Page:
Put your money where your mouth is

"A friend once confessed: Anger can be addictive. It masquerades as power. And as I've experienced, every time we think anger will get us what we want, we’re supporting Satan’s philosophy. We're believing in the power of the roar, not the compassion of the Cross. Frustration immigrates us to Satan's domain, when we're called to claim our rightfuly citizenship in Christ's Kingdom, aligning with Jesus’ revolutionary way: the way of love." Ann Voskamp, A Holy Experience

My brother used this phrase often: "put your money where your mouth is". He is the second child, the justice-oriented one, first the minder of all details of fairness in our family jurisdiction, now a police officer in our old hometown. He meant it, too: ever sensitive to hypocrisy, he demanded a higher level of faith from all of us. The actual practice, "walking our talk". Childhood with him to keep me in check was a good trial run for adulthood as a person of faith. Is there ever a harsher critic than the child born next in line after us?

Cancer is where the rubber meets the road. (I am full of proverbs today.) Here, in this place of vulnerability, will I curse or praise that God who allowed this trial? If I confess that He is God of all, Ruler and Creator, than I consequently confess that He has the power to allow or bar this trial from my life. Logic states that He allowed it. What is my response? Anger, a last feeble grasp at an illusion of power over my own circumstance, the sands in my proverbial hourglass? Acceptance, a feeble shrug of my shoulders at the inexorable suffering that plagues the universe? Or a balanced give-and-take, the constant yearning to understand deeper, to grasp the why and how of God's reasoning and His love? I choose that tug-of-war, that soul-broadening reflection that brings me to my knees in worship one moment, and shaking my fists and crying out in frustration for understanding the next.

As always, this dichotomy of soul plagues me even in the most mundane circumstances. Throwing that familiar 12-pound bowling ball this evening was no exception. One moment, I praised God for victory. In the next, I felt my mouth growing dry as my anger rose like venom from my throat: what is the "why" in all this, God? Why I am here, using precious time with these people, on this trivial, even frustrating, entertainment? For what purpose, God, would you allow me to squirm under this personal tragedy as I swallow the bitter tang of fear to exist in this jostling crowd in apparent ignorance-is-bliss? Why force me through the motions if I am to die in the end? Why allow the turn of the screw as I writhe under the weight of the curse of creation?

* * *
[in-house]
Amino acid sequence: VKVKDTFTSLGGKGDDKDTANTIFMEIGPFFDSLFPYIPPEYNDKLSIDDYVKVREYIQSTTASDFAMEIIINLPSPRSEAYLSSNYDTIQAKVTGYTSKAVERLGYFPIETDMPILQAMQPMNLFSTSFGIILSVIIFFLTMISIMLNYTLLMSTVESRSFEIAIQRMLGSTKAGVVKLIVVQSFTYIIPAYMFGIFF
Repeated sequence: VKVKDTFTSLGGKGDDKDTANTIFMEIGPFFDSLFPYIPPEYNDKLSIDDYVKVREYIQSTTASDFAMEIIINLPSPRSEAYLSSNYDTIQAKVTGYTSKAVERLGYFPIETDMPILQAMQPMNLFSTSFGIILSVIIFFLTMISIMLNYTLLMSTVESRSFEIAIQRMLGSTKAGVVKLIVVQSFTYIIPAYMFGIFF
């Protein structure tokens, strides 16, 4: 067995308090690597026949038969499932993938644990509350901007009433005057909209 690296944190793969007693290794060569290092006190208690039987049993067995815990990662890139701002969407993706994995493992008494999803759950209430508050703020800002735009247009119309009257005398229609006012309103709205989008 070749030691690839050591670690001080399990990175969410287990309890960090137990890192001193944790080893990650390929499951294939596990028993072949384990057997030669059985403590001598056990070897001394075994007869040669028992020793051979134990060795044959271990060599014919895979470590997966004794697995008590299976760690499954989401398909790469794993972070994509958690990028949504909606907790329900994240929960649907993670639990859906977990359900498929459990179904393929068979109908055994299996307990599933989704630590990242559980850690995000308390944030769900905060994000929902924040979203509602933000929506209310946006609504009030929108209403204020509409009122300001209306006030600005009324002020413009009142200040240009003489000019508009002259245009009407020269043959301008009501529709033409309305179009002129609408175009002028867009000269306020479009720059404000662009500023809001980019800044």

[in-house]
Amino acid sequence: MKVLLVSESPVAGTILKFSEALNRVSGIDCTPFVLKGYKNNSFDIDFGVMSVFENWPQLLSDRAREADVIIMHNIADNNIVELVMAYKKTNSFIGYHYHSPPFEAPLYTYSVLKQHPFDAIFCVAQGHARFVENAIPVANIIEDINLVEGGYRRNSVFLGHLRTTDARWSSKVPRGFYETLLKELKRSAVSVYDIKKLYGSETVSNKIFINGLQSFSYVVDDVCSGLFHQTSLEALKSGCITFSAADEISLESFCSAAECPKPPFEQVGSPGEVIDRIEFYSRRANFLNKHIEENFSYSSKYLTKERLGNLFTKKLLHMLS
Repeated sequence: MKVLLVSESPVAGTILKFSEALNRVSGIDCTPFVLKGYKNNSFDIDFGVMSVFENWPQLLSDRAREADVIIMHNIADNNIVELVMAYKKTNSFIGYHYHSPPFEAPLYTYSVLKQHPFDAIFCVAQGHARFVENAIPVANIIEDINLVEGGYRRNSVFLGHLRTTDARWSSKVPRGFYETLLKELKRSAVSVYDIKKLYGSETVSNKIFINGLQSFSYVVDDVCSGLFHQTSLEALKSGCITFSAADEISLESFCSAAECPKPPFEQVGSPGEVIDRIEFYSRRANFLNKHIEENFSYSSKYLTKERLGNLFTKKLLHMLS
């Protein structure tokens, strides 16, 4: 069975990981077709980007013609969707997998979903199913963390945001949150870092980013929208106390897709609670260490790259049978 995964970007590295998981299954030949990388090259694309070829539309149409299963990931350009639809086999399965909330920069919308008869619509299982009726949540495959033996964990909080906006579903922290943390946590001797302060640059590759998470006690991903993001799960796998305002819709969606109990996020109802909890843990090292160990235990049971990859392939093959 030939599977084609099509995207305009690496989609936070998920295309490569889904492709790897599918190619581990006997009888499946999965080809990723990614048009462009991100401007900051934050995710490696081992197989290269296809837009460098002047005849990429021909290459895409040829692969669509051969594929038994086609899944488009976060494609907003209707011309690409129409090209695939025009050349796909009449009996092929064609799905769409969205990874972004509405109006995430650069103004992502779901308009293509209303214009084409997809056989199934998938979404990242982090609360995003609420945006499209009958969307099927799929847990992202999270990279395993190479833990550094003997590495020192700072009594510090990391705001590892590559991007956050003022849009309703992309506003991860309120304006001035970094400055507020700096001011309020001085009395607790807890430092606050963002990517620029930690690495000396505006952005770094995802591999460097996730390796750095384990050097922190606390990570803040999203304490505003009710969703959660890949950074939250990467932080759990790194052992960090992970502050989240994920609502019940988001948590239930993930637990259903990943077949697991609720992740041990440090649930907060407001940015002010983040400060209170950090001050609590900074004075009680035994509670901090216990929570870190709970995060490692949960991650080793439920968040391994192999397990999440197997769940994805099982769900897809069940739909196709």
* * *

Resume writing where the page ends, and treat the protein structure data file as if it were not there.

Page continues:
The answer is: know Me. In all circumstances, in all surroundings, know I am with you. In your pain and your sorrow, walk in My footsteps. Believe in Me, do you? Well, show the world what your God is made of: put your money where your mouth is, then! Walk the talk. Shine in dire circumstances. Show the world that I can conquer physical ailments (hypothyroidism & cancer), character traits (anger), circumstances (4 children under 5), the failing economy (while living on one income), and all of this world's myriad obstacles. What is cancer to He who made the immaculate conceive, the infertile bring forth the apostle, the seas parted, the land submerged, and His victory reign over all?

What is my faith, if it is not my daily walk? Today I meditate on that truth, that faith is as faith does. That my faith in the Cross is what propels me to praise, and to love, and to bring glory, even in this time of torture, trial and tragedy.

When I survey the wondrous cross
on which the Prince of Glory died;
my richest gain I count but loss,
and pour contempt on all my pride.

Forbid it, Lord, that I should boast,
save in the death of Christ, my God;
all the vain things that charm me most,
I sacrifice them to his blood.

See, from his head, his hands, his feet,
sorrow and love flow mingled down.
Did e'er such love and sorrow meet,
or thorns compose so rich a crown.

Were the whole realm of nature mine,
that were an offering far too small;
love so amazing, so divine,
demands my soul, my life, my all.
~ Isaac Waats, 1674-1748, When I Survey the Wondrous Cross